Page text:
Old-time religionists revive time-old divisions

Oracles of Science

May 11, 2007

The issue of the compatibility of religion with science may be as old as science. In the West, the earliest scientists, the Presocratics, substituted impersonal cosmic forces for Homeric gods - Jeven though the elusive fragments of Thales, the first Presocratic, can be interpreted as reconciling science with religion.

Although Thales is mentioned in this work, and in a self-serving way, Oracles of Science is about six present-day scientists: the life scientists Richard Dawkins, Stephen Jay Gould and Edward O. Wilson, and the physical scientists Stephen Hawking, Carl Sagan and Steven Weinberg.

The six are chosen not just because of their fame but because of their public stand on religion. All six reject religion either as worthless or as irrelevant to fathoming the cosmos. Karl Giberson and Mariano Artigas are professional physicists of firm religious convictions. Artigas is also a Roman Catholic priest. The pair write to castigate their subjects for daring to judge religion scientifically. Science, the two contend, should confine itself to the physical world and, more, to what is knowable scientifically about that world. Weinberg, the author of the bestseller The First Three Minutes: A Modern View of the Origin of the Universe , cannot rule out creation by God because science cannot go back to ultimate origins. Moreover, science cannot rule out the existence of immateriality, which is supposedly but one step away from God.

To Giberson and Artigas, science must do more than concede that ethics falls outside its bailiwick, as the irenic Gould of Rocks of Ages: Science and Religion in the Fullness of Life maintains. Science must grant religion a place - the trendier term would be "space" - to make claims about the cosmos.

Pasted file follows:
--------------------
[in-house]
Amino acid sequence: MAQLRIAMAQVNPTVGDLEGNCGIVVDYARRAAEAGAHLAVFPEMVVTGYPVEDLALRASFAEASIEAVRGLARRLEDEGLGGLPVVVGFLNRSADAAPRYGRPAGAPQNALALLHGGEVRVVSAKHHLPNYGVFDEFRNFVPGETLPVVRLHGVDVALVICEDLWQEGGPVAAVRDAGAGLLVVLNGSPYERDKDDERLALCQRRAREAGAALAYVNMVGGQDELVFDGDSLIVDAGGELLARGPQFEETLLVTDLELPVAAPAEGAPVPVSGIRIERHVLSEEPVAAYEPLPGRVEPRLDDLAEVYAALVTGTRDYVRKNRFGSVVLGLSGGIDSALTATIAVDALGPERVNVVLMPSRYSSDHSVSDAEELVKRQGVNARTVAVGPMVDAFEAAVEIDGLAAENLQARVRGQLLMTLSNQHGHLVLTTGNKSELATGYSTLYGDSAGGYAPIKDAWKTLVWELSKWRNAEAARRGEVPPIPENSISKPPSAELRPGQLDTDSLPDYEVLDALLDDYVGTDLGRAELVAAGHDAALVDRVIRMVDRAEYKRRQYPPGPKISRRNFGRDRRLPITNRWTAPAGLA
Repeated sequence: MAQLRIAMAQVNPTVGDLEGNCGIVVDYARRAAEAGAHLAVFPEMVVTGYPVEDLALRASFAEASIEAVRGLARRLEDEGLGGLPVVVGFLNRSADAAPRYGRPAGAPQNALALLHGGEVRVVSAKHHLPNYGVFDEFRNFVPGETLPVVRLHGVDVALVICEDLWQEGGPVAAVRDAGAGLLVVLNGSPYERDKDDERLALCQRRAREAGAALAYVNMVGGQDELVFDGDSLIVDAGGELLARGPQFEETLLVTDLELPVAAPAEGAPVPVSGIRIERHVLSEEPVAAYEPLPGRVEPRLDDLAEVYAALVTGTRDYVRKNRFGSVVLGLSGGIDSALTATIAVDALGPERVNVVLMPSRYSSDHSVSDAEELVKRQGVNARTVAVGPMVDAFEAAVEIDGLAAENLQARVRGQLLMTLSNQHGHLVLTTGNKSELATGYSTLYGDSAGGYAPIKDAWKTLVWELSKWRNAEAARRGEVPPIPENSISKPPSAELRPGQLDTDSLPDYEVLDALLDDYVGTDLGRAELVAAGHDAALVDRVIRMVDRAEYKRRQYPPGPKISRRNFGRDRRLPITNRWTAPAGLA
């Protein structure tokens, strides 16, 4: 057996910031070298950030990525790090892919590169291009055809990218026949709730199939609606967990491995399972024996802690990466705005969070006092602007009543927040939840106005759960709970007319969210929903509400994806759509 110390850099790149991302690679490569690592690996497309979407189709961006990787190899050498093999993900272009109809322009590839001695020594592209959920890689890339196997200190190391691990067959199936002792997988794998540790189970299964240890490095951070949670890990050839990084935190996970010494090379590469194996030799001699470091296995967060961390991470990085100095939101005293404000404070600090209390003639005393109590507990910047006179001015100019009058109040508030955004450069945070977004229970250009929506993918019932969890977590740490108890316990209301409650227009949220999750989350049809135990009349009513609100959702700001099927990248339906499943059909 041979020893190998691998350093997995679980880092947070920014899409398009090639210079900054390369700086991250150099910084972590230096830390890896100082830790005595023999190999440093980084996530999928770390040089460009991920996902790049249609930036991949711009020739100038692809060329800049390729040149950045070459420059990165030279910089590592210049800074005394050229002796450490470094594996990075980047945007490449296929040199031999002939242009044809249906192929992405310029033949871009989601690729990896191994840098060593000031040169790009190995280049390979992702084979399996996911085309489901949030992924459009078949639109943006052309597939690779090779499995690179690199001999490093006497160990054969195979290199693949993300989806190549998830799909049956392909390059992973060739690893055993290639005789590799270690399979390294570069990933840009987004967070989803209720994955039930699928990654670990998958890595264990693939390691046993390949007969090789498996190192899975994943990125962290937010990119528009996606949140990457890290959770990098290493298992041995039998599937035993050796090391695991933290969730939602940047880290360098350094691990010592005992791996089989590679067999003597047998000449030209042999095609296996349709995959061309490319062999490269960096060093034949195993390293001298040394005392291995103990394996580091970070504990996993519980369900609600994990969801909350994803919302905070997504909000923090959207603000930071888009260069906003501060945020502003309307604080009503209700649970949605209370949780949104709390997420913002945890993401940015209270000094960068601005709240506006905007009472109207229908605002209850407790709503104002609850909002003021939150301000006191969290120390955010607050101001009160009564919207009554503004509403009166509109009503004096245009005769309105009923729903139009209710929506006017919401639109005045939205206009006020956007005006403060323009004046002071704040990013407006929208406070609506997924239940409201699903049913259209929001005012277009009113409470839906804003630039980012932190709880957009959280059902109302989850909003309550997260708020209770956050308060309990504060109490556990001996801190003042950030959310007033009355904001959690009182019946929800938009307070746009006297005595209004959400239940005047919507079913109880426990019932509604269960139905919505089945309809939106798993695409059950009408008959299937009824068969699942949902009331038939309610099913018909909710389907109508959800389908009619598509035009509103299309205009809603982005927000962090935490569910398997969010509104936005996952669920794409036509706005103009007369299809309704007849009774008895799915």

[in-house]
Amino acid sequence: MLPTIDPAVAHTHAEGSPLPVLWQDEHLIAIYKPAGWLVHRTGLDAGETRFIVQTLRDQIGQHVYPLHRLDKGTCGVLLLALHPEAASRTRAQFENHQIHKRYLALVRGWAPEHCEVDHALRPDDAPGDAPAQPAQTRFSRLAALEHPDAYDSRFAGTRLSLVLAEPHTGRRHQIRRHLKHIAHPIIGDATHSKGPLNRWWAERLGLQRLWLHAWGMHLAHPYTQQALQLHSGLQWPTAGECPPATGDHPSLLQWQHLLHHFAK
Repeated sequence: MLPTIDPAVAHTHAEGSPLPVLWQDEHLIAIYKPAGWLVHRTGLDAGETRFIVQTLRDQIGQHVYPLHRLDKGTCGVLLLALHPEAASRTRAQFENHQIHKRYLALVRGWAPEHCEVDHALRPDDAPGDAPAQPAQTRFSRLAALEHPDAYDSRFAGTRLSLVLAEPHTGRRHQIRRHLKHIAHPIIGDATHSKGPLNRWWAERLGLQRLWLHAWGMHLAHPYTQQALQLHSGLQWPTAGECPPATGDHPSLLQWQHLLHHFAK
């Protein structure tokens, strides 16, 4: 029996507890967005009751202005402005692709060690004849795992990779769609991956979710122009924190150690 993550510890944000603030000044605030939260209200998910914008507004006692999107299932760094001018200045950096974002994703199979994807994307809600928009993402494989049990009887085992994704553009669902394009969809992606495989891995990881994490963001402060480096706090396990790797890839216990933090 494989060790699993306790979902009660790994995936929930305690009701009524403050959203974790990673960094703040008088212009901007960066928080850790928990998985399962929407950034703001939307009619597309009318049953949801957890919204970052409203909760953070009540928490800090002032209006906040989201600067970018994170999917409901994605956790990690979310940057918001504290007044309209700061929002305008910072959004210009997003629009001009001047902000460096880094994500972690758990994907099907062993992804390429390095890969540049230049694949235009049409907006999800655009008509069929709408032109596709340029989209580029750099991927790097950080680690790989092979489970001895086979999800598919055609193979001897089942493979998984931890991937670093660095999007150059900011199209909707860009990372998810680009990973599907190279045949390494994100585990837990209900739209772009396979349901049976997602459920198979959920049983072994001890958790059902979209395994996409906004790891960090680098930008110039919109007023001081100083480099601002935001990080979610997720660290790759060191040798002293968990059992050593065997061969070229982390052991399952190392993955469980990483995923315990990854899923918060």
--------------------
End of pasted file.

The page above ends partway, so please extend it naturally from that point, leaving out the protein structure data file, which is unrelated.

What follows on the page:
But the authors never tell us what religion adds to the scientific picture. Their book is wholly (one might say "holy") negative. Although they never challenge the scientific credentials of their subjects, they do challenge their subjects' philosophical credentials. The six are dismissed as crude materialists, guilty not of science but of "scientism".

Giberson and Artigas never try to forge a link between science and religion. They never ask whether religious beliefs depend on scientific ones. Creationism, which is shorthand for "creation science," is as much their nemesis as atheism. God forbid that anyone should try to synthesise religion with science, as the Templeton Foundation thinks it can pay to get done. For Giberson and Artigas, religion and science, like East and West for Kipling, must go their separate ways.

We have here simply the traditional separation of natural science from metaphysics. What is disappointing is that the authors do no more. They build a fence to keep others off their property, but they undertake no construction of their own. At the same time, Giberson and Artigas evince scant interest in religion as a living enterprise, as more than a set of beliefs.

In 1889, the great Scottish Semiticist William Robertson Smith pioneered the shift of focus in the study of religion from beliefs to practices. That shift has become conventional. In its most extreme form, religion has been taken altogether non-cognitively, as amounting to other, not merely more, than belief. Yet even as belief, religion can be a continuation of science rather than a break with it. To cite but one example from outside the West, the famous anthropologist E. E. Evans-Pritchard showed that witchcraft for the Azande people serves to supplement their science by attributing to magic unfortunate events that science can only write off as bad luck.

Giberson and Artigas present lucid summaries of the scientific accomplishments of their subjects, and their criticisms of the amateurish philosophising of the six may well be warranted. But in going no further, they are unadventurous.

Robert A. Segal is professor of religious studies, Aberdeen University.

Oracles of Science: Celebrity Scientists Versus God and Religion

Author - Karl Giberson and Mariano Artigas
Publisher - Oxford University Press
Pages - 3
Price - £17.99
ISBN - 9780195310726

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